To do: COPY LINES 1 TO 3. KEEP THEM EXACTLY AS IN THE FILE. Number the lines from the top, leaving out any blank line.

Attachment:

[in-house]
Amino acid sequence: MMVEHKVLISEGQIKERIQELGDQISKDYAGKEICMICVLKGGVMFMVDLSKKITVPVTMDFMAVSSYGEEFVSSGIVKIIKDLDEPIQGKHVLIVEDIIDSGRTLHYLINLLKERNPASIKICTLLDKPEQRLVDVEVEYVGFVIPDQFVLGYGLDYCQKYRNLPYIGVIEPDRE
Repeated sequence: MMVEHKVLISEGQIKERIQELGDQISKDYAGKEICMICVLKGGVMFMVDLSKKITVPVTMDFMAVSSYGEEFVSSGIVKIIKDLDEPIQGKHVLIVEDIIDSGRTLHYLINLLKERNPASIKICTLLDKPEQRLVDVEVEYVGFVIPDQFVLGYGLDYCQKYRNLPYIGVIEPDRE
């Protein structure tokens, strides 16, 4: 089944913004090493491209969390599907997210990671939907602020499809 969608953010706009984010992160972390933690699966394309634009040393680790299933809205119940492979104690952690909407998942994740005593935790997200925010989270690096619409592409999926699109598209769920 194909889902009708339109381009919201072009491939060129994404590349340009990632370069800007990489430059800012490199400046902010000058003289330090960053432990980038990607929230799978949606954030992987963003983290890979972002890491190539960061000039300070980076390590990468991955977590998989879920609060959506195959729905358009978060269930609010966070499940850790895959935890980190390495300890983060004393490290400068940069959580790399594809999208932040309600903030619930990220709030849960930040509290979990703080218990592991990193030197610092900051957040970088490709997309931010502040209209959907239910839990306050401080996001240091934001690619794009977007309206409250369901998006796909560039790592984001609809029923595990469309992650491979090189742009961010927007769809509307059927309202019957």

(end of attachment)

[in-house]
Amino acid sequence: MMVEHKVLISEGQIKERIQELGDQISKDYAGKEICMICVLKGGVMFMVDLSKKITVPVTMDFMAVSSYGEEFVSSGIVKIIKDLDEPIQGKHVLIVEDIIDSGRTLHYLINLLKERNPASIKICTLLDKPEQRLVDVEVEYVGFVIPDQFVLGYGLDYCQKYRNLPYIGVIEPDRE
Repeated sequence: MMVEHKVLISEGQIKERIQELGDQISKDYAGKEICMICVLKGGVMFMVDLSKKITVPVTMDFMAVSSYGEEFVSSGIVKIIKDLDEPIQGKHVLIVEDIIDSGRTLHYLINLLKERNPASIKICTLLDKPEQRLVDVEVEYVGFVIPDQFVLGYGLDYCQKYRNLPYIGVIEPDRE